One holiday season a few years ago, my family and I had the honor of participating in Wreaths Across America. The organization’s mission is to remember, honor, and teach by coordinating wreath-laying ceremonies at more than 1,400 locations all across the U.S., at sea, and abroad. We, along with several hundred others, at one of our local military cemeteries, placed a live wreath on soldiers’ graves. It was a humbling experience for myself, my husband, and my boys. It was a great time to recognize and reflect on what these men and women did to preserve our freedom and to think of the ones who continue to do so today.

Volunteer opportunities like Wreaths Across America are important for our kids to experience for many reasons. These opportunities can:

  • Teach the importance of being selfless
  • Allow kids to gain new or practice skills
  • Increase exposure to different careers that they might want to pursue
  • Help in the college application process to show that your teen is not only focused on academics but also contributing to the community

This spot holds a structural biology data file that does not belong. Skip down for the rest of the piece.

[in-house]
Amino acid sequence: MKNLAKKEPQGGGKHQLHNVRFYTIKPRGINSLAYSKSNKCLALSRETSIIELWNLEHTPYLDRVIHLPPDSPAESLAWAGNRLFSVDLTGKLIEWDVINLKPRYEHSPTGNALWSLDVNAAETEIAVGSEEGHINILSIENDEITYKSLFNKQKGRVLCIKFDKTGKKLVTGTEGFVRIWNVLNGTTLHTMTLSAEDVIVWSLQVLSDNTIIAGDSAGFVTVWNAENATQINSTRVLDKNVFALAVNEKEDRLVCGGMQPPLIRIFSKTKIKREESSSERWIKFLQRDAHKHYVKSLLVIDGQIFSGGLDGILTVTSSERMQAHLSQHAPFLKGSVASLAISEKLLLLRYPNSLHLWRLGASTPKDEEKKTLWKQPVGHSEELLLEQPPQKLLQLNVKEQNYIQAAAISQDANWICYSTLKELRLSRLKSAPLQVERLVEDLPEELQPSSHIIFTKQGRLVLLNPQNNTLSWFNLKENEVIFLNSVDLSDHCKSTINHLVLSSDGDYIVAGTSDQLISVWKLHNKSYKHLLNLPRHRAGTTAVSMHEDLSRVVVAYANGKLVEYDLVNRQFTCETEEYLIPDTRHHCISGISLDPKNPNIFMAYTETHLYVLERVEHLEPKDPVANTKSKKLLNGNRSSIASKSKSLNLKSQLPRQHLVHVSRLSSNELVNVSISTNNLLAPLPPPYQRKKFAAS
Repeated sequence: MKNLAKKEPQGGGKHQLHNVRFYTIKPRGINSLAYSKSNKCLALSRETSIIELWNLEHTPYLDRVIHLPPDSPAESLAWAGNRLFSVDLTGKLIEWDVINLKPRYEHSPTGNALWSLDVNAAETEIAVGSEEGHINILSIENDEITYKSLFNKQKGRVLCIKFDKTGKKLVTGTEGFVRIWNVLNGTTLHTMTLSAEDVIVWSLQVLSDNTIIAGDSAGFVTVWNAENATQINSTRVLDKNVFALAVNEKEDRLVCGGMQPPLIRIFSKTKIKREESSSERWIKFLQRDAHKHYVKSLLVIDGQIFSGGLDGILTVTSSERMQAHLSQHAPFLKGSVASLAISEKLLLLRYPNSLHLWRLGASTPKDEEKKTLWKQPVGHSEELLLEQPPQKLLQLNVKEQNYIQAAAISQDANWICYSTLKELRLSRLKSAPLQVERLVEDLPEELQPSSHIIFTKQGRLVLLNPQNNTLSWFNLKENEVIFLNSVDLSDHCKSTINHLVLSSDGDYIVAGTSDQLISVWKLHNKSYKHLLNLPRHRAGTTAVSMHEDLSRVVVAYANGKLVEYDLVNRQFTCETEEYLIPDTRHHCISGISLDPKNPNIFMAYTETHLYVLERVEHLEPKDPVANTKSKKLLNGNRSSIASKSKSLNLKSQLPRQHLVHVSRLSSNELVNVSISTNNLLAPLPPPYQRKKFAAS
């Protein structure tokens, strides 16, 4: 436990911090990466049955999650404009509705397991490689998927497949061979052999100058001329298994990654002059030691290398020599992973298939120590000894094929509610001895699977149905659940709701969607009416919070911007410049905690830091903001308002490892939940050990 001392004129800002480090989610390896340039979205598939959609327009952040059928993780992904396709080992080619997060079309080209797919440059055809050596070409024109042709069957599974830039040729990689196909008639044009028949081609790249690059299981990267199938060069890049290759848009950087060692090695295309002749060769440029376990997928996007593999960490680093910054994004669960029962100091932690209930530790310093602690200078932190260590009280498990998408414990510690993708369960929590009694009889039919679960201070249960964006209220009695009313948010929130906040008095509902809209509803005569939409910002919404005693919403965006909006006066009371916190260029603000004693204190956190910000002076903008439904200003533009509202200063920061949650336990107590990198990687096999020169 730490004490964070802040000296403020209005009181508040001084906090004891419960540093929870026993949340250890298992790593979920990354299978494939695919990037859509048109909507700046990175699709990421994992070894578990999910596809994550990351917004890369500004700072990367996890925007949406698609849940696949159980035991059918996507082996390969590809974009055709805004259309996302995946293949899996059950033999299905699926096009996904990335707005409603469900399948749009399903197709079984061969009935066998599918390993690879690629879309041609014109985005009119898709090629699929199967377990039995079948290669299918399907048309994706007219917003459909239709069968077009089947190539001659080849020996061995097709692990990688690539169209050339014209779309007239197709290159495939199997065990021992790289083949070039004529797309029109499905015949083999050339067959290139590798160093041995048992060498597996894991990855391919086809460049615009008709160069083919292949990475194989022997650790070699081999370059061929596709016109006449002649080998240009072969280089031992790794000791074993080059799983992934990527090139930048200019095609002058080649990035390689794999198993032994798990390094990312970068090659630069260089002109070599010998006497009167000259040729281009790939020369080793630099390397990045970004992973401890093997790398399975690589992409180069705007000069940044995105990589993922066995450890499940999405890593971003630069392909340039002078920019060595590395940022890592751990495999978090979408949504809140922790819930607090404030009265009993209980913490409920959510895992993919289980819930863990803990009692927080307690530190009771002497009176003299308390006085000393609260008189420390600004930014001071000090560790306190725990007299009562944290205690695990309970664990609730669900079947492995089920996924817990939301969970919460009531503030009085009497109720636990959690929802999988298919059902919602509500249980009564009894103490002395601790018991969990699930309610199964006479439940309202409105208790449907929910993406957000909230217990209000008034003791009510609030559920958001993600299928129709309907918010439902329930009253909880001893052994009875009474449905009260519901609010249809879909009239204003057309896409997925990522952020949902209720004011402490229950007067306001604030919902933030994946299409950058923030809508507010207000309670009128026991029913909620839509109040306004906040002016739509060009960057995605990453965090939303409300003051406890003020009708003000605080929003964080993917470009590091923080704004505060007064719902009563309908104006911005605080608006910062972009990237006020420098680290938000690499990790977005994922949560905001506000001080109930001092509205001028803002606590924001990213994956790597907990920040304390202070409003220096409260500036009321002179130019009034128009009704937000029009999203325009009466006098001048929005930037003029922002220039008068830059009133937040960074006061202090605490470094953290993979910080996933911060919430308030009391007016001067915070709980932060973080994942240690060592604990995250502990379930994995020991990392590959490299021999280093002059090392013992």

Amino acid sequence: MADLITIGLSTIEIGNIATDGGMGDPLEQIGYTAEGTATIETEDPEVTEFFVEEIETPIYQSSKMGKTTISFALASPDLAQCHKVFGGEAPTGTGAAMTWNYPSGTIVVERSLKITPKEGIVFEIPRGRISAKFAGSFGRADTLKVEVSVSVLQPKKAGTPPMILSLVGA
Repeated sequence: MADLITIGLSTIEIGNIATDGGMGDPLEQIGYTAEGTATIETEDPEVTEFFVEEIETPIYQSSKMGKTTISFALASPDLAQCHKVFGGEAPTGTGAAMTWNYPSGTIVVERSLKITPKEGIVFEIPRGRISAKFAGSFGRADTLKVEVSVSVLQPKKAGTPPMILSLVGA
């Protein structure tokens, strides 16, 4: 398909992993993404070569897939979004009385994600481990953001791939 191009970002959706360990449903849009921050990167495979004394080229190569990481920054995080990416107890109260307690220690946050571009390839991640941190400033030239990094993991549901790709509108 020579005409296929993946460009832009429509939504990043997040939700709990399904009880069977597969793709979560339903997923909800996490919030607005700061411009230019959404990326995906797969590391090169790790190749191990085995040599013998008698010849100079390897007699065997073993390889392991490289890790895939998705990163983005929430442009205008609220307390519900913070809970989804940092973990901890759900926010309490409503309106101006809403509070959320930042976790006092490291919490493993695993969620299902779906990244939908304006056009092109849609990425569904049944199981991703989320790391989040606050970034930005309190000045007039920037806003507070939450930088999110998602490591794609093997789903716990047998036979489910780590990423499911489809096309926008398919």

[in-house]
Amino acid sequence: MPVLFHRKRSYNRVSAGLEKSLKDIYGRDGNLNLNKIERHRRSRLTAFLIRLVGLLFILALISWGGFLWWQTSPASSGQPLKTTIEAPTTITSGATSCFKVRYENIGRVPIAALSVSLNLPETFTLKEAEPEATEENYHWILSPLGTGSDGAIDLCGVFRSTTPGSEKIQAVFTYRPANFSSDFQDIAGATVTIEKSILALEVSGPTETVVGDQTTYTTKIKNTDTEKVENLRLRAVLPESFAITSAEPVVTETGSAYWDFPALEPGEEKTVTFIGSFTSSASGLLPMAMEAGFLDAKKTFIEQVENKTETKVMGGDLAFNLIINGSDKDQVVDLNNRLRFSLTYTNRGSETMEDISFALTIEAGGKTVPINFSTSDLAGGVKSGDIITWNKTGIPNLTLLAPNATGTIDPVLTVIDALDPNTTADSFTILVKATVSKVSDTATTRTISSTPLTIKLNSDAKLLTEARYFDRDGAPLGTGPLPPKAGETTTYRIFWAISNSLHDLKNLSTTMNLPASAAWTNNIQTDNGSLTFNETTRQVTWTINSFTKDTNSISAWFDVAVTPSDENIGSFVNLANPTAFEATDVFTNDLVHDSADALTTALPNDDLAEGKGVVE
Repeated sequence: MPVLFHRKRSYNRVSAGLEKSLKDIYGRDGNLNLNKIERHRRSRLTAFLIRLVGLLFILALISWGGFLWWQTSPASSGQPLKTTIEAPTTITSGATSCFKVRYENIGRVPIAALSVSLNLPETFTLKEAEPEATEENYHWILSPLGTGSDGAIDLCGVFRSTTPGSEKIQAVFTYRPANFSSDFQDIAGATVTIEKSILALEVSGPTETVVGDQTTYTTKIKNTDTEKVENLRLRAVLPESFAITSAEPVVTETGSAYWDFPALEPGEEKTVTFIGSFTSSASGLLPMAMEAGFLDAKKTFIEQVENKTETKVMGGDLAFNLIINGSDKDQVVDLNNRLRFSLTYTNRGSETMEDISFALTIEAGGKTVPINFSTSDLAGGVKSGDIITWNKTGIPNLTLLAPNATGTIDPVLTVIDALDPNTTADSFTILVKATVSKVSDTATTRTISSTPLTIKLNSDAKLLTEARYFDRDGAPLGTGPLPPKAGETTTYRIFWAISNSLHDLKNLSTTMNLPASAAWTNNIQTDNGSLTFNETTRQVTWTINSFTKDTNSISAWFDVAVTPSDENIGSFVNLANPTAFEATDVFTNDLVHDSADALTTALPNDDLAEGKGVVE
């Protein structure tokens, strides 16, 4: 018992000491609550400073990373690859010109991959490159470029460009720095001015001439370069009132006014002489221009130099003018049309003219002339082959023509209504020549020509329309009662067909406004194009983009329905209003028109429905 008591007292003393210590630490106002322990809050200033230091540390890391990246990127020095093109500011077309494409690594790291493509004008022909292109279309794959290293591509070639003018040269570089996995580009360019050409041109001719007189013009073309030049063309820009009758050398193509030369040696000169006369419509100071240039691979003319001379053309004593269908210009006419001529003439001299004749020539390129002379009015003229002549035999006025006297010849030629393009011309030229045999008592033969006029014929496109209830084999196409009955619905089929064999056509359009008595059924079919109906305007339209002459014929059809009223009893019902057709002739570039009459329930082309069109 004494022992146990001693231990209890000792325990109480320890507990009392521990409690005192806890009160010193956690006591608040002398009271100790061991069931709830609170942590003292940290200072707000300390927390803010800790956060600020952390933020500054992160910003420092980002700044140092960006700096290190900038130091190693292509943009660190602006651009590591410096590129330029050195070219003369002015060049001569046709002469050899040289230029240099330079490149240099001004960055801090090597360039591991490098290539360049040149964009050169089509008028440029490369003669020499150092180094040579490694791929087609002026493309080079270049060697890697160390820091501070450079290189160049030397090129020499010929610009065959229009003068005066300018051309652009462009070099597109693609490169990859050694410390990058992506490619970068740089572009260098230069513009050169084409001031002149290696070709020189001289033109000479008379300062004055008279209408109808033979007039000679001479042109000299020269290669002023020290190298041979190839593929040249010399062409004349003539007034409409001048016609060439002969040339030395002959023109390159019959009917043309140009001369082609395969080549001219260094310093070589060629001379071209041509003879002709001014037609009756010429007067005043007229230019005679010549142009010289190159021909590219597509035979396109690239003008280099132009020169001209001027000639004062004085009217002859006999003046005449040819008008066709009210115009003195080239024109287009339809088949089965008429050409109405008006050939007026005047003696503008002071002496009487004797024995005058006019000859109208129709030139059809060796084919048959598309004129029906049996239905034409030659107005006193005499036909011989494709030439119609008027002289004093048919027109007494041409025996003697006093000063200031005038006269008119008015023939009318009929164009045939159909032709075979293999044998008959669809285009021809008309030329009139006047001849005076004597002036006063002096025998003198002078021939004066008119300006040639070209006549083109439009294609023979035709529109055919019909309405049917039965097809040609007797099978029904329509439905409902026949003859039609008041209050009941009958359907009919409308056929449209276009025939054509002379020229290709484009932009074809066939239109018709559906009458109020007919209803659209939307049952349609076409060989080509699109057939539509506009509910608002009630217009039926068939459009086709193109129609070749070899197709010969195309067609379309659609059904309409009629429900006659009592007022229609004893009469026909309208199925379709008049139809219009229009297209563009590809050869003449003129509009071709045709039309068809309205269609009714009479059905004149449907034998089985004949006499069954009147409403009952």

Many high schools now require students to have volunteer or service hours to graduate. I have seen ranges from 40 – 100 hours for this requirement. I have also heard that some scholarship applications require service hours.

Of course, every kid’s motivation to volunteer will vary. There is a student at our local martial arts center who is always coordinating collection drives and fundraisers. Then there are kids, like mine, who you have to “guide” (nag) them to find volunteer opportunities and go do them.

Here are some tips you can use to help your teen create opportunities that are meaningful for them:

Identify Their Interests: What does your teenager like to do? Do they like being creative, exercising, building things, cooking, speaking? Do they like being around pets, kids, senior adults?

Brainstorm Ideas: See how you could combine their interests and who they like being around. For example, if they enjoy exercising and being around kids, they could volunteer to be a sports coach. If they like building and pets, they could offer to build things for a local animal shelter. If they like to paint and being with the elderly, they could teach a painting class at a local retirement community.

Volunteer hours for teens can be more than collecting food or clothing. If your kid needs some inspiration, check out Sign-Up Genius’ article on 50 Community Service Ideas for Teen Volunteers.

My most important tip is to make sure your teen keeps track of all the volunteer hours they do from 9th to 12th grade. They will need this information when completing college applications. To help them stay organized, check out the My Ideal College Countdown Organizer. The organizer comes with grade-by-grade checklists that tells you exactly what to do and provides a place to keep track of it all. Want more help with getting your kid to college? Schedule a complimentary College Assessment Plan call with me here.